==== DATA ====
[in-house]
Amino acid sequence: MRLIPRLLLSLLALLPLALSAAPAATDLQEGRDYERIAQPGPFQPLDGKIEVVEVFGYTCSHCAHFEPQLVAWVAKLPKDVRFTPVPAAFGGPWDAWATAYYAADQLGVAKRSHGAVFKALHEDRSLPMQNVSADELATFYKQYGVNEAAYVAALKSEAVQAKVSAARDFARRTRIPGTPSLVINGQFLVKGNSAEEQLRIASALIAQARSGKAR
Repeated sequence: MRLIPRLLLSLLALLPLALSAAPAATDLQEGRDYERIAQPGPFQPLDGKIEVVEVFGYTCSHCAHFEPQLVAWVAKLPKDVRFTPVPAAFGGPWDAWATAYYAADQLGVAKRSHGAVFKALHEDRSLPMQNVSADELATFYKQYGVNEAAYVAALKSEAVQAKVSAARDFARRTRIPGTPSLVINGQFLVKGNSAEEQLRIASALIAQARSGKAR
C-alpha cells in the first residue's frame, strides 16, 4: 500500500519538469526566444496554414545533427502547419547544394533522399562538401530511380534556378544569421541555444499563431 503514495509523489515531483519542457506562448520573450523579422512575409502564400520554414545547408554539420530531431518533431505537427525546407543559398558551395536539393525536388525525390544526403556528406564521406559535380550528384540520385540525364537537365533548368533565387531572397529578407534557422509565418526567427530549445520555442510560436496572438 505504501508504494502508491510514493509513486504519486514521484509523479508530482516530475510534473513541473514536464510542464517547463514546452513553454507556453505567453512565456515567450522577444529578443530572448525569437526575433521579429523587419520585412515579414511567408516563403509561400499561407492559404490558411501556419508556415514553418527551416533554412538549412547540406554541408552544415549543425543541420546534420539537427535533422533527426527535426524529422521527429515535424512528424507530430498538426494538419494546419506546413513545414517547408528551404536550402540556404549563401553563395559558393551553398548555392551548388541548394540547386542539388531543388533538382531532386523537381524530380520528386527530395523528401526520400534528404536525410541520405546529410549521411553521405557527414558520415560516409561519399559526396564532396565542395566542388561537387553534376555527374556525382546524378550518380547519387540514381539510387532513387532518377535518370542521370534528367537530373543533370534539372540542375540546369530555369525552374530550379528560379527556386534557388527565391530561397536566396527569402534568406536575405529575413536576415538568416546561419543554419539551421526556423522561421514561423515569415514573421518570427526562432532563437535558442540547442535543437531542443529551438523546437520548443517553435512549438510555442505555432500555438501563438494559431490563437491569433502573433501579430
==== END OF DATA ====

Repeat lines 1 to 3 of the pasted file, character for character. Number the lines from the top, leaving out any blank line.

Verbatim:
[in-house]
Amino acid sequence: MRLIPRLLLSLLALLPLALSAAPAATDLQEGRDYERIAQPGPFQPLDGKIEVVEVFGYTCSHCAHFEPQLVAWVAKLPKDVRFTPVPAAFGGPWDAWATAYYAADQLGVAKRSHGAVFKALHEDRSLPMQNVSADELATFYKQYGVNEAAYVAALKSEAVQAKVSAARDFARRTRIPGTPSLVINGQFLVKGNSAEEQLRIASALIAQARSGKAR
Repeated sequence: MRLIPRLLLSLLALLPLALSAAPAATDLQEGRDYERIAQPGPFQPLDGKIEVVEVFGYTCSHCAHFEPQLVAWVAKLPKDVRFTPVPAAFGGPWDAWATAYYAADQLGVAKRSHGAVFKALHEDRSLPMQNVSADELATFYKQYGVNEAAYVAALKSEAVQAKVSAARDFARRTRIPGTPSLVINGQFLVKGNSAEEQLRIASALIAQARSGKAR